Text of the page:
September 10, 2010
Here's what Neyer wrote about the revelation that Votto has been completely averse to one type of hit :
[It] struck me as nearly impossible.
So I checked. [...] Votto still doesn't have an infield pop-up. He's got 558 plate appearances, 382 of which have resulted in a batted ball, and somehow not one of those 382 balls have been a fly ball caught within 140 feet of the plate (the definition of Infield Fly Ball by FanGraphs, and measured by Baseball Info Solutions).
It's really hard to believe, isn't it? I mean, it's one thing to know that Votto, the Cincinnati Reds' MVP candidate, is among the best at driving baseballs into the outfield.
It's quite another to learn that his bat has gone almost an entire year without missing the dips and curves of a pitch by a fraction of an inch here or a fraction of an inch there. That he hasn't slipped up once and sent a ball high above an infielder seems completely impossible.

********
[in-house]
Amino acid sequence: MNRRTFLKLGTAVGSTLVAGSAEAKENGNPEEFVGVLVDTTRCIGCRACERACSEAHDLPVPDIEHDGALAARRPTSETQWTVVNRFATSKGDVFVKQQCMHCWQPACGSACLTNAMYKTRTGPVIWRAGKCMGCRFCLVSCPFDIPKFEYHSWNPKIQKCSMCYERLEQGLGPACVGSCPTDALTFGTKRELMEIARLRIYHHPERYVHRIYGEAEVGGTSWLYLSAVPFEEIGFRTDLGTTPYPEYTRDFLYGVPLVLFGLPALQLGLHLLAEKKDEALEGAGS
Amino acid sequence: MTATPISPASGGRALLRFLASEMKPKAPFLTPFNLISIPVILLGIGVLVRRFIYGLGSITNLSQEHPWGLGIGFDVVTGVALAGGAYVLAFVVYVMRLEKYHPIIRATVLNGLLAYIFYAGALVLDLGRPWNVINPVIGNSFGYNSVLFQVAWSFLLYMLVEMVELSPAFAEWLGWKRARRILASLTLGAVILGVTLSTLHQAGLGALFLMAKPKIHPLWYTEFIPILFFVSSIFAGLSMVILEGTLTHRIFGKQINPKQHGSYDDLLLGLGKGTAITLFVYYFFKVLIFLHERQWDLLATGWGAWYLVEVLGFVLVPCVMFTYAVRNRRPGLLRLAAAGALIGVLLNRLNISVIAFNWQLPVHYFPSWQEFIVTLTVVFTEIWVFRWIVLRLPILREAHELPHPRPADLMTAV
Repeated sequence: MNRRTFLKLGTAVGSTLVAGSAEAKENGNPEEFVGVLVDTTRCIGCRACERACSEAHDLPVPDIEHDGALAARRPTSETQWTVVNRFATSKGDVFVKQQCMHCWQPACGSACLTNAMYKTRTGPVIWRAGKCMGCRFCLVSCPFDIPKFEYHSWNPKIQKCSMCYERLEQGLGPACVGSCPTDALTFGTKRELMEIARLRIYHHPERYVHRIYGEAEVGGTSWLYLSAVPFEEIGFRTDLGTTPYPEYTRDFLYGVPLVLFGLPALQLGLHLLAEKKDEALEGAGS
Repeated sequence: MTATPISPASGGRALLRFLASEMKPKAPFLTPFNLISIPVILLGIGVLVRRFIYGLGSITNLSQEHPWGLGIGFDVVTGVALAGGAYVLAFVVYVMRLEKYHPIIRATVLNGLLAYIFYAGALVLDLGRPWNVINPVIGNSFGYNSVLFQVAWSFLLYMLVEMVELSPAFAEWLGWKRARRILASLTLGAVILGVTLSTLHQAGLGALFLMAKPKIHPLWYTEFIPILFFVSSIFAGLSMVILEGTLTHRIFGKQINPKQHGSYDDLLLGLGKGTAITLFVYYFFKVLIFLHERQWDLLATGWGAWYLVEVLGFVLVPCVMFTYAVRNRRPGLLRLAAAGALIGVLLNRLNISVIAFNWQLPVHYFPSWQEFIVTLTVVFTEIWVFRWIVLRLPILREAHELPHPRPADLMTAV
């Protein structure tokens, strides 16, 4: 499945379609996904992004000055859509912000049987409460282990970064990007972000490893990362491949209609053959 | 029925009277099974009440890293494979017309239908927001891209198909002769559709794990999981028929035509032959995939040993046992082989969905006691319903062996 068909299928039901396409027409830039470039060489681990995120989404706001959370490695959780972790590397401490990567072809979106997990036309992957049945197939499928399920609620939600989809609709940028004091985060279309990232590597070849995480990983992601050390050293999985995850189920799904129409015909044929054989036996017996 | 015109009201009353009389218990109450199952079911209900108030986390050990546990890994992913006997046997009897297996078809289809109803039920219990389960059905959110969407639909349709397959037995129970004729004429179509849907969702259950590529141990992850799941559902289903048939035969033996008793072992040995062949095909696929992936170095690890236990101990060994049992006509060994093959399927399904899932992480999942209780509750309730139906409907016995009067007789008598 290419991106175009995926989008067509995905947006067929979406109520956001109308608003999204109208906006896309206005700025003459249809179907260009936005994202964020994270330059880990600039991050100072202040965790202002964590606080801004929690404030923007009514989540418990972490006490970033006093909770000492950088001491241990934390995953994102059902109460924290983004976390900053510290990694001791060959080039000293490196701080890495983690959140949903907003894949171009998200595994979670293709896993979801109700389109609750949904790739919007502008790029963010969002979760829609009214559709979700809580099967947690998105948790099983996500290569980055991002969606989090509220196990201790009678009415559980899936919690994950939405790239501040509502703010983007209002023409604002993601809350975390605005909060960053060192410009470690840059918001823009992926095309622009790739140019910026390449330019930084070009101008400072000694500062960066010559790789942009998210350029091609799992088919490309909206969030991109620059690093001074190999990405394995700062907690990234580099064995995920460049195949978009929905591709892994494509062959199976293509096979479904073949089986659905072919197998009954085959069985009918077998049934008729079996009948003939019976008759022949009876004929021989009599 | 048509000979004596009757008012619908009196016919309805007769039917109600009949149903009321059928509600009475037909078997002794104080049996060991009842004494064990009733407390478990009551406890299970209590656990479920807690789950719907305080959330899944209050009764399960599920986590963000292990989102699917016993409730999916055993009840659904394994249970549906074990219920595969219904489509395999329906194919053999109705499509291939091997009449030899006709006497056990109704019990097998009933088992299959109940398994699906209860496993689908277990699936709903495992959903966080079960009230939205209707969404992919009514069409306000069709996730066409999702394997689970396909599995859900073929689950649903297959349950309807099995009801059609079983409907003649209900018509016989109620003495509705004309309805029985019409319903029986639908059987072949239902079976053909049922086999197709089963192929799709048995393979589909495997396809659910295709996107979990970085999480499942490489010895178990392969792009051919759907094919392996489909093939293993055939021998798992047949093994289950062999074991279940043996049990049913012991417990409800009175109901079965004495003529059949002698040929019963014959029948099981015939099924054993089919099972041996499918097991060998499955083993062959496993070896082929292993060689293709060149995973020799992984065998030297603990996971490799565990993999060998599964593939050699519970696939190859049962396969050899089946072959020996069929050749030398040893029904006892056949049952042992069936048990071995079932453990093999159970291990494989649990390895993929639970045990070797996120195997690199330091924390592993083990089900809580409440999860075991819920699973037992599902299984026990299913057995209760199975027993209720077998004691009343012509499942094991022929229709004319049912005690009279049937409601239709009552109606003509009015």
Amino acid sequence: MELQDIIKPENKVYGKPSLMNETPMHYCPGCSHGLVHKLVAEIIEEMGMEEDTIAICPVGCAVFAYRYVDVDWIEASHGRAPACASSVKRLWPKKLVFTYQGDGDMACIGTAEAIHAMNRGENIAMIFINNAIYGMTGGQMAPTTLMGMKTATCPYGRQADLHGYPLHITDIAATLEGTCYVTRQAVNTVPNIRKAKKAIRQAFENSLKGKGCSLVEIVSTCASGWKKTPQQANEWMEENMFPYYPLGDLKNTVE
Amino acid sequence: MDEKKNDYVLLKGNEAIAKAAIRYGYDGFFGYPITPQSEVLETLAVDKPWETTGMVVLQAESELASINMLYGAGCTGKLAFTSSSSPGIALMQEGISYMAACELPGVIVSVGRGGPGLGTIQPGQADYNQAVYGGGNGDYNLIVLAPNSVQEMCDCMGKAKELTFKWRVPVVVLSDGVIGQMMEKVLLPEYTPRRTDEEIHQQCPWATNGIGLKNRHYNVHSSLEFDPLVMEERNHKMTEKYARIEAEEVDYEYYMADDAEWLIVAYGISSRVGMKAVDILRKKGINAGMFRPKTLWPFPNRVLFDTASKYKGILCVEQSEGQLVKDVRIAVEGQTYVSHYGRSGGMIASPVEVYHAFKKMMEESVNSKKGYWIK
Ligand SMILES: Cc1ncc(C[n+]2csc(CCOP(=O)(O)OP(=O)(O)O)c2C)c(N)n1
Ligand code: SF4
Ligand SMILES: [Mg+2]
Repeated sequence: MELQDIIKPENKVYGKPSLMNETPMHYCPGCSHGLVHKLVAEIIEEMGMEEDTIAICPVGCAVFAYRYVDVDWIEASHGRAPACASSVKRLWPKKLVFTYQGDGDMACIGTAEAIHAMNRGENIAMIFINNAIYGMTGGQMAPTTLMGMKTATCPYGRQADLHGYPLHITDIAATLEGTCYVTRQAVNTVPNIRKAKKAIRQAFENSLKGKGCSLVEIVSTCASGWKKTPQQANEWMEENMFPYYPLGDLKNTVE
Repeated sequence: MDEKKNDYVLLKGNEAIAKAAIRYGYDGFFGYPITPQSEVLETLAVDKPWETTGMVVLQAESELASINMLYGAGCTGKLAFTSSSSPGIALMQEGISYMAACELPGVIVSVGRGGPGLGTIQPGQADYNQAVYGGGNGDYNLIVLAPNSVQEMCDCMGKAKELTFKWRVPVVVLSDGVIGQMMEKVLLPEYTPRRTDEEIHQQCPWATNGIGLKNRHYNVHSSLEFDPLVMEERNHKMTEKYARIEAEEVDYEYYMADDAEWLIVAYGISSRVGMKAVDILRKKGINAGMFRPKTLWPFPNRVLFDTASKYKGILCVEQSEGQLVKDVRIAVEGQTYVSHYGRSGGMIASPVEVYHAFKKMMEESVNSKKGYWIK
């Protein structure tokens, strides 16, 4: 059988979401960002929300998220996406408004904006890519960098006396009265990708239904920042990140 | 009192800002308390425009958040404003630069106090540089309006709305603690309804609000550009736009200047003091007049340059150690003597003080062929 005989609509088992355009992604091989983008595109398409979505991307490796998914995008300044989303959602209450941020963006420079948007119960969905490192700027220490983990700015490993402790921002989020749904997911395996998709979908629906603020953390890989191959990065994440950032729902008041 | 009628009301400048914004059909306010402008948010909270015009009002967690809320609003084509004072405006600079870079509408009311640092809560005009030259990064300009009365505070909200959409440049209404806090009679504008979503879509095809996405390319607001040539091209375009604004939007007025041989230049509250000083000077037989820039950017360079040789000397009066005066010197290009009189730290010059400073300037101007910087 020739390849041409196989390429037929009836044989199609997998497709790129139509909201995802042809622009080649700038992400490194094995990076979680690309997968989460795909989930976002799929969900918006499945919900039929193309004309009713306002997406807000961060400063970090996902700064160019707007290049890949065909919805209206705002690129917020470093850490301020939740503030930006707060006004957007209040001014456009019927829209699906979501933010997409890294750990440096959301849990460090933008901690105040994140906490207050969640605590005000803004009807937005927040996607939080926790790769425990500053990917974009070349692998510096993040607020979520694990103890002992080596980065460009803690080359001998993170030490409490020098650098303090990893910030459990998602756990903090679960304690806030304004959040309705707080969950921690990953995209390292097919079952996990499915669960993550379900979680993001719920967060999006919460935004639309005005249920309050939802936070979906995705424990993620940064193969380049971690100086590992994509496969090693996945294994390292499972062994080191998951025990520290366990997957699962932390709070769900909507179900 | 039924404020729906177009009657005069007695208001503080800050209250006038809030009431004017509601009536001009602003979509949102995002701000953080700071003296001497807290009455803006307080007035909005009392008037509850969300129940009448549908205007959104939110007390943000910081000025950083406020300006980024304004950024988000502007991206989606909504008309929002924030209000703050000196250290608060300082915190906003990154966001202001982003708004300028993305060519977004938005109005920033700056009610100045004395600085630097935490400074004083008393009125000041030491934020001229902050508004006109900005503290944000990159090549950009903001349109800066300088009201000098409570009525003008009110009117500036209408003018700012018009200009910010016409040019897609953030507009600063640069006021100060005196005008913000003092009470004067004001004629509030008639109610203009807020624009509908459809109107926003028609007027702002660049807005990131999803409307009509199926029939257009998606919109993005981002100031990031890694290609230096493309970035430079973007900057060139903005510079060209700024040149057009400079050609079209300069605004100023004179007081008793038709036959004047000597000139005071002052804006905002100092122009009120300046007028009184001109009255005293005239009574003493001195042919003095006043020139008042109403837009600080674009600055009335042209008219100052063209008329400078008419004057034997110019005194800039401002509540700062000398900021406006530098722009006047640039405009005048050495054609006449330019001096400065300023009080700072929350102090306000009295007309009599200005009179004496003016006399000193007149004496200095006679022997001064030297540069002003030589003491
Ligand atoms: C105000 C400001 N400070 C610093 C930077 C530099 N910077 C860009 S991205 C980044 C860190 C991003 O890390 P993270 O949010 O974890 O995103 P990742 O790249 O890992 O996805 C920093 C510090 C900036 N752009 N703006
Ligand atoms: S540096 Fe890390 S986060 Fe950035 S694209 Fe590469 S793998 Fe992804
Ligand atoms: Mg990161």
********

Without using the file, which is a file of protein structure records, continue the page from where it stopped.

But here's the thing, though: Neyer did some more research and found that while Votto really doesn't like popping up — he hit only two infield flyballs in 2009 and only five in 2008 — he also has some company. Derrek Lee(notes) of the Atlanta Braves has only hit two this season while Ryan Howard(notes) of the Philadelphia Phillies has hit only 15 over his entire career.
But it's not as if every big slugger can avoid hitting infield popups. A big trio of big sluggers lag way behind Howard and Votto — Albert Pujols(notes) (19), Prince Fielder(notes) (21) and Miguel Cabrera(notes) (25). So, yeah, infield flies happen to the best of them.
But just not to Joey Votto this season.
Big BLS H/N: Redleg Nation